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eat
WordNet 2.0
  • cause to deteriorate due to the action of water, air, or an acid
  • "The acid corroded the metal"
  • "The steady dripping of water rusted the metal stopper in the sink"
  • use up (resources or materials)
  • "this car consumes a lot of gas"
  • "We exhausted our savings"
  • "They run through 20 bottles of wine a week"
  • eat a meal
  • take a meal
  • "We did not eat until 10 P.M. because there were so many phone calls"
  • "I didn''t eat yet, so I gladly accept your invitation"
  • take in solid food
  • "She was eating a banana"
  • "What did you eat for dinner last night?"
  • take in food
  • used of animals only
  • "This dog doesn''t eat certain kinds of meat"
  • "What do whales eat?"
  • worry or cause anxiety in a persistent way
  • "What''s eating you?"
eat
Webster's Revised Unabridged Dictionary (1913)
  • 1. To chew and swallow as food; to devour; -- said especially of food not liquid; as, to eat bread. "To eat grass as oxen." Dan. iv. 25.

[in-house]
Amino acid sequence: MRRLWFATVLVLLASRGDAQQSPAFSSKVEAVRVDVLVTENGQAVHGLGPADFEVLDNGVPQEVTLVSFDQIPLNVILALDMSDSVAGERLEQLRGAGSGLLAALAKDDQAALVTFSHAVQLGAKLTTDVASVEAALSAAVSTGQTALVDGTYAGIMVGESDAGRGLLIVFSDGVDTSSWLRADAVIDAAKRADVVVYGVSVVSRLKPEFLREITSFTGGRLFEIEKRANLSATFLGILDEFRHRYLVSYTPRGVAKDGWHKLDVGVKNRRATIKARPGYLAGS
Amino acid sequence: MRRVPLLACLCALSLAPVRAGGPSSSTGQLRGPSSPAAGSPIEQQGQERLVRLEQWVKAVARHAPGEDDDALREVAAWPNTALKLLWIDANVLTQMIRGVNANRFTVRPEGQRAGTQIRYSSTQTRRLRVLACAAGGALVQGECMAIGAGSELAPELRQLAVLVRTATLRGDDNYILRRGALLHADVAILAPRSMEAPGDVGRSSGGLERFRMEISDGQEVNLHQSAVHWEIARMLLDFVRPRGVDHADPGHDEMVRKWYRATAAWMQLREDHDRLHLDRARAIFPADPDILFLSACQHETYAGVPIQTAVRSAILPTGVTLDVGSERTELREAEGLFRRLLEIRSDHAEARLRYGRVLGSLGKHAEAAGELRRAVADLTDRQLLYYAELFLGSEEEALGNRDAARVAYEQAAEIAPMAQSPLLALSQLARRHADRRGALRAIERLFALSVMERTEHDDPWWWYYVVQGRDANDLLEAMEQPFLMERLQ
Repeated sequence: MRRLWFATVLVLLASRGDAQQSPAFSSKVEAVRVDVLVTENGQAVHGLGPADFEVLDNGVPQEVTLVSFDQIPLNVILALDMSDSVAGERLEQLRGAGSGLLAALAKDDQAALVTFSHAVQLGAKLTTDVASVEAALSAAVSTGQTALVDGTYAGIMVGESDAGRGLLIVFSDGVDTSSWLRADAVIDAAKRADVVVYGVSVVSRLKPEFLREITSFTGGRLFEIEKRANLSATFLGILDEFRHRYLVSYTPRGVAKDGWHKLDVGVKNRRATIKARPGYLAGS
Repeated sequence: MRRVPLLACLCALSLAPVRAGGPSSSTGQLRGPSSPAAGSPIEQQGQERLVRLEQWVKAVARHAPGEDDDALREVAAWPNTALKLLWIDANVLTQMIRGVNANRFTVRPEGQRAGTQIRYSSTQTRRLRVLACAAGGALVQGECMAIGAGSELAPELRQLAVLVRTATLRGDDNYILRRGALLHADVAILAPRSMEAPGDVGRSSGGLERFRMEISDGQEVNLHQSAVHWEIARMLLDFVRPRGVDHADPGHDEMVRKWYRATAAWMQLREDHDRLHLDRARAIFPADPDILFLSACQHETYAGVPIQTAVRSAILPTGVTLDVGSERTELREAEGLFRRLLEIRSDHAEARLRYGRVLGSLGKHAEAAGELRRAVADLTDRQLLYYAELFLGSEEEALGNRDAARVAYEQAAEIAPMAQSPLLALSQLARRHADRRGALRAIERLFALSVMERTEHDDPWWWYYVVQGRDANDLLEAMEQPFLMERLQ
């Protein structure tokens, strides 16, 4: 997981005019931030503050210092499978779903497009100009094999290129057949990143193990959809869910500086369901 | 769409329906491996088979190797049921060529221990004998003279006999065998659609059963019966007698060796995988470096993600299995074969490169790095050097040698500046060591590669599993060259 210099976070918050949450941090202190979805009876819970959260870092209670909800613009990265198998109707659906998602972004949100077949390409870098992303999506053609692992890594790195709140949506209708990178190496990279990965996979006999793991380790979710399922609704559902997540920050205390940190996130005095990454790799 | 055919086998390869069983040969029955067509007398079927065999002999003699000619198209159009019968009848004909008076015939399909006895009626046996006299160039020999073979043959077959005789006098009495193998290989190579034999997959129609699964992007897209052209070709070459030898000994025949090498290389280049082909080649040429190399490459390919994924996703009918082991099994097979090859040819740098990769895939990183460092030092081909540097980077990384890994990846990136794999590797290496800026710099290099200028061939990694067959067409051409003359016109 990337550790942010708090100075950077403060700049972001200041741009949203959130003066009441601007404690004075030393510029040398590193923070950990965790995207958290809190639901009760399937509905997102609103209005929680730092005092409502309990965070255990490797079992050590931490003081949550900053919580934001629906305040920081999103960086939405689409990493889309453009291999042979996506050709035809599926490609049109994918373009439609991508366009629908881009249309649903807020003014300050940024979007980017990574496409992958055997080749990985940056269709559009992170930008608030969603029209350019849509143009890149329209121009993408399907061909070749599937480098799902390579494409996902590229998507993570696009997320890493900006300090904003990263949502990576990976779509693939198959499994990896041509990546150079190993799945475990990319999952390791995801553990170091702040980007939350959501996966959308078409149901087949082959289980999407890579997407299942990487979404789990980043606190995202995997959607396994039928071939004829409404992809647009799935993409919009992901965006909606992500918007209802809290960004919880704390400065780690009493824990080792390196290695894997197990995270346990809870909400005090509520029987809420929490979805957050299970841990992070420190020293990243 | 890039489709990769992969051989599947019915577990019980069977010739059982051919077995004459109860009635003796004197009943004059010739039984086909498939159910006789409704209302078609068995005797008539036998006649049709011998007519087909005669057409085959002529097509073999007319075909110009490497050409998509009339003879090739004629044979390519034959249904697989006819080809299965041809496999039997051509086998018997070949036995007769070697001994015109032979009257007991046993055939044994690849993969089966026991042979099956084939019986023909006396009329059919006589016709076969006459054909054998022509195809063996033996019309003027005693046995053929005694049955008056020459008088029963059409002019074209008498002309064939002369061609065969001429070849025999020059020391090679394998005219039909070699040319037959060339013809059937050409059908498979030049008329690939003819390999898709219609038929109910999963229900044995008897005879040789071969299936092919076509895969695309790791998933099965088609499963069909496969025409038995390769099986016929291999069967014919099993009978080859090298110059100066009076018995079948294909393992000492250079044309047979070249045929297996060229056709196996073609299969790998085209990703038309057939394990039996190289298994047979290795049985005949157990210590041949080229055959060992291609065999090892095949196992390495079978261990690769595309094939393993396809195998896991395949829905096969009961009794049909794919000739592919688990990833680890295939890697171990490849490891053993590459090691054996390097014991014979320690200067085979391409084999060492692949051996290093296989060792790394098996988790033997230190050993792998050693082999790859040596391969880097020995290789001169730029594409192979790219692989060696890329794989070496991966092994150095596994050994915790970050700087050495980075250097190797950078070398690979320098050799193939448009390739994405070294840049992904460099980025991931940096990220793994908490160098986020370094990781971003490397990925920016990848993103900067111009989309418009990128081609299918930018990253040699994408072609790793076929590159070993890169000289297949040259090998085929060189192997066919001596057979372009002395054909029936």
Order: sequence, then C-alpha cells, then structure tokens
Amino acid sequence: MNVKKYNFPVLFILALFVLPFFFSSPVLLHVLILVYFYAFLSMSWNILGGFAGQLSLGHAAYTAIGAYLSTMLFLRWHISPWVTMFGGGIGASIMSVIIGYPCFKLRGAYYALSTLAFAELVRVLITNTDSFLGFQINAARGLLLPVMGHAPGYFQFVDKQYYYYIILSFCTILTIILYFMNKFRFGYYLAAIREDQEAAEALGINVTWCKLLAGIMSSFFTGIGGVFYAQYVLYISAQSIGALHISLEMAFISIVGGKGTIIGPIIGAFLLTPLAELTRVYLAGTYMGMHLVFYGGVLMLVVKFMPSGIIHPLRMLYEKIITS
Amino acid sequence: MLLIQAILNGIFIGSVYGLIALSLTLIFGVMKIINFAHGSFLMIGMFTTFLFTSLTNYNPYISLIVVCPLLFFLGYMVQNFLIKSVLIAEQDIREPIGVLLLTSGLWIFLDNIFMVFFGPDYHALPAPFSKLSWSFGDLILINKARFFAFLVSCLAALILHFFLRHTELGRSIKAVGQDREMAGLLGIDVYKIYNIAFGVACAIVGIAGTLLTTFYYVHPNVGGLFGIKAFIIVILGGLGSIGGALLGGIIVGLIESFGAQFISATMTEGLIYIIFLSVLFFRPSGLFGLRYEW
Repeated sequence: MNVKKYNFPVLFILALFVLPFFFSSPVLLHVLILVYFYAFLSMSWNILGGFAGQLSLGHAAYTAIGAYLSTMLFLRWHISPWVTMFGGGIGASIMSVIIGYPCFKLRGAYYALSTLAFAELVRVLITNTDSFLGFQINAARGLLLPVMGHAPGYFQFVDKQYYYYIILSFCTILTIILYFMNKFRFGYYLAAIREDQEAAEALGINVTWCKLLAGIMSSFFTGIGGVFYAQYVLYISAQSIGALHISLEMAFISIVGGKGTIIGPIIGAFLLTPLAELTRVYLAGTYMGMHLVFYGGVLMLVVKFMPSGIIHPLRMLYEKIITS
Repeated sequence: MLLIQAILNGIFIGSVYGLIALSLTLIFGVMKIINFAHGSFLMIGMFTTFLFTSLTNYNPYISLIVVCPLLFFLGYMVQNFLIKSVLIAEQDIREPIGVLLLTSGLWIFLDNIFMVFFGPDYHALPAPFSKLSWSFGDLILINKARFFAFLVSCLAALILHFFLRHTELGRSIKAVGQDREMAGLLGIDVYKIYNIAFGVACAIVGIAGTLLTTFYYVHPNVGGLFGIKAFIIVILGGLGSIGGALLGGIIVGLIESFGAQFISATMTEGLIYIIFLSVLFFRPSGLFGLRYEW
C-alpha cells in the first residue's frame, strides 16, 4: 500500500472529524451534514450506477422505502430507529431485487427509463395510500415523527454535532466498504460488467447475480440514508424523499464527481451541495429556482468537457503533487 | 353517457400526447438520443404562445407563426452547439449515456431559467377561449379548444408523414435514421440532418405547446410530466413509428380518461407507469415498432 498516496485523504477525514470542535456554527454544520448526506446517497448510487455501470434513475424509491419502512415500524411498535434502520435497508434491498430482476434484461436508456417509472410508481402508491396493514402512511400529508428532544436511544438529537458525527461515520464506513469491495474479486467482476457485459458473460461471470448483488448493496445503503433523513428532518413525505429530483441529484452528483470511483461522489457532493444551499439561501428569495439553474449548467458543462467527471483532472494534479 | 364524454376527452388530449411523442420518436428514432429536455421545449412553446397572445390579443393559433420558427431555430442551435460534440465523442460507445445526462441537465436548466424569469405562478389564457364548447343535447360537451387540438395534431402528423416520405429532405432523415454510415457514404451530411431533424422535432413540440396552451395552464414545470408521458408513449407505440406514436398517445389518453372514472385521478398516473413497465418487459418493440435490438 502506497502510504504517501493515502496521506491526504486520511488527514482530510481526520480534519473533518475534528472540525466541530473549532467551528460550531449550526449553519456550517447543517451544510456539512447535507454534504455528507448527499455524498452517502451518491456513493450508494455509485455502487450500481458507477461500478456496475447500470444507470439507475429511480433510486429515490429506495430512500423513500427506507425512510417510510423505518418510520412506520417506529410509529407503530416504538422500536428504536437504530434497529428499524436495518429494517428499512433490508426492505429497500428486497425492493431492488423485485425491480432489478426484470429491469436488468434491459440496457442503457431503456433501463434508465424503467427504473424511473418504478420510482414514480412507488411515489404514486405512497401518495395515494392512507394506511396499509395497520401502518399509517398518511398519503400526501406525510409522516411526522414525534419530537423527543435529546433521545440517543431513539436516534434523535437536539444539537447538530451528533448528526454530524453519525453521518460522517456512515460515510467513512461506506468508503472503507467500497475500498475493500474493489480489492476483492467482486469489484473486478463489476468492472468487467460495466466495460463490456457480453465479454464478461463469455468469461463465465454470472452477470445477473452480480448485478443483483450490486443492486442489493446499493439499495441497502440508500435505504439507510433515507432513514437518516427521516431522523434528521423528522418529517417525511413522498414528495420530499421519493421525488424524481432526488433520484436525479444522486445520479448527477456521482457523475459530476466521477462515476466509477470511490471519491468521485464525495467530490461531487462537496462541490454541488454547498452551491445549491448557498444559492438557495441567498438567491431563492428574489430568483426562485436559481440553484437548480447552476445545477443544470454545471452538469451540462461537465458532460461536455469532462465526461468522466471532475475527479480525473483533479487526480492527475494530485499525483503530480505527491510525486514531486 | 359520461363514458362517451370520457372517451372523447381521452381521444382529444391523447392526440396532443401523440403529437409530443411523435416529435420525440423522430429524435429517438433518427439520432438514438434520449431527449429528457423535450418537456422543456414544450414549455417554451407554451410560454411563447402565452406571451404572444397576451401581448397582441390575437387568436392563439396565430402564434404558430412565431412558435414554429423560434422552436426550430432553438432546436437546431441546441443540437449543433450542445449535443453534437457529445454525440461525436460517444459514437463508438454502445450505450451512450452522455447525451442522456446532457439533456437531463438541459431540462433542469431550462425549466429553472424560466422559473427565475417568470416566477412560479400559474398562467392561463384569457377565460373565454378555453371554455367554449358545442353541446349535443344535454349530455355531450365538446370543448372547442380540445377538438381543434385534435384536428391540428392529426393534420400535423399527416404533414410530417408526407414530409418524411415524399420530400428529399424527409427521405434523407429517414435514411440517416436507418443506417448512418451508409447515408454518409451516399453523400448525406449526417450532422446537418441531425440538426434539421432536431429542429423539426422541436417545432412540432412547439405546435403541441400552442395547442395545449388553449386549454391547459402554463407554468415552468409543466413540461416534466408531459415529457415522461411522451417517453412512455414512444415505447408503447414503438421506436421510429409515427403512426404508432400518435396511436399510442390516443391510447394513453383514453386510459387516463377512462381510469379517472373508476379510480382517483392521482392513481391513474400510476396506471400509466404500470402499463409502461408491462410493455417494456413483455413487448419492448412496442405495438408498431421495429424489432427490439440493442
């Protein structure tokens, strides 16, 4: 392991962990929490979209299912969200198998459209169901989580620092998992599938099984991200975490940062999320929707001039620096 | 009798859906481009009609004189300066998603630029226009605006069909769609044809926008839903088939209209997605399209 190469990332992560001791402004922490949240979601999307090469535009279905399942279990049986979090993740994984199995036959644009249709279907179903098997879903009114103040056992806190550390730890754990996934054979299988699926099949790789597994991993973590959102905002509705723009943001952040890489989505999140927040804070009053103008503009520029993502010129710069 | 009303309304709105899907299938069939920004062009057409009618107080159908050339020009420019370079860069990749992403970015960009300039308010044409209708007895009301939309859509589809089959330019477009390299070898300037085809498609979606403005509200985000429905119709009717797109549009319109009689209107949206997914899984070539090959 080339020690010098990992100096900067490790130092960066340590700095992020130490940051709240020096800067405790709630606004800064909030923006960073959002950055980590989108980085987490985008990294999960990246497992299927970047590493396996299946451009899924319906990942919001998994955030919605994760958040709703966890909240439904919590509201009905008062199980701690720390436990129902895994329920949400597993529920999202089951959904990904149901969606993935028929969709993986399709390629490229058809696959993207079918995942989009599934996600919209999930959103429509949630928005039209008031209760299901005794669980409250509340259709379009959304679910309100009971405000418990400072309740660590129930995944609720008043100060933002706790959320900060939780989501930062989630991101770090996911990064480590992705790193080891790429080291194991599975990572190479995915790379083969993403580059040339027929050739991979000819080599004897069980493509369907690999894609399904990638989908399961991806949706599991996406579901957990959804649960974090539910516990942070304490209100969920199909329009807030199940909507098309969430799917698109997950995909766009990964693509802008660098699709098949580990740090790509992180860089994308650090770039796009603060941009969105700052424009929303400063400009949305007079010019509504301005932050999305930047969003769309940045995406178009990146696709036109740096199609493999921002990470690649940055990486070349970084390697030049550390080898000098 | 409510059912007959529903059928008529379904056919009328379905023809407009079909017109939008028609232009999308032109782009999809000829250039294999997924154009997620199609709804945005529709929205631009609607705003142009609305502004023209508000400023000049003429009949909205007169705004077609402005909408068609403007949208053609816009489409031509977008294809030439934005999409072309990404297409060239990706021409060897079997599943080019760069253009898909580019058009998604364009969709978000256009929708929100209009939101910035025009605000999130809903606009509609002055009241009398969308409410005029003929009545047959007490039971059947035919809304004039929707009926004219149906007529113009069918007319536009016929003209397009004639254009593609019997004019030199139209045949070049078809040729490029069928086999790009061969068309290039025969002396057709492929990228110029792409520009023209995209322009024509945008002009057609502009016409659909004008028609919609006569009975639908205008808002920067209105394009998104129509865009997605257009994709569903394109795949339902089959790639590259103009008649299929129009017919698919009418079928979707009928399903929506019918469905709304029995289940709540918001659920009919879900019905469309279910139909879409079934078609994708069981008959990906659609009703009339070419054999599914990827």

"They . . . ate the sacrifices of the dead." -- Ps. cvi. 28.

    "The lean . . . did eat up the first seven fat kine." -- Gen. xli. 20.

    "The lion had not eaten the carcass." -- 1 Kings xiii. 28.

    "With stories told of many a feat, How fairy Mab the junkets eat." -- Milton.

    "The island princes overbold Have eat our substance." -- Tennyson.

    "His wretched estate is eaten up with mortgages." -- Thackeray.

    2. To corrode, as metal, by rust; to consume the flesh, as a cancer; to waste or wear away; to destroy gradually; to cause to disappear.

    To eat humble pie
    See under Humble.

    To eat of
    (partitive use). "Eat of the bread that can not waste." Keble.

    To eat one's words
    to retract what one has said. (See the Citation under Blurt.)

    To eat out
    to consume completely. "Eat out the heart and comfort of it." Tillotson.

    To eat the wind out of a vessel
    (Naut.), to gain slowly to windward of her.

    Syn. -- To consume; devour; gnaw; corrode.

  • 1. To take food; to feed; especially, to take solid, in distinction from liquid, food; to board.

    "He did eat continually at the king's table." -- 2 Sam. ix. 13.

    2. To taste or relish; as, it eats like tender beef.

    3. To make one's way slowly.

    To eat
    To eat in
    or into
    to make way by corrosion; to gnaw; to consume. "A sword laid by, which eats into itself." Byron.

    To eat to windward
    (Naut.), to keep the course when closehauled with but little steering; -- said of a vessel.

 

Without friends the world is but a wilderness. There is no man that imparteth his joys to his friends, but he joyeth the more; and no man that imparteth his grieves to his friend, but he grieveth the less.

Francis Bacon
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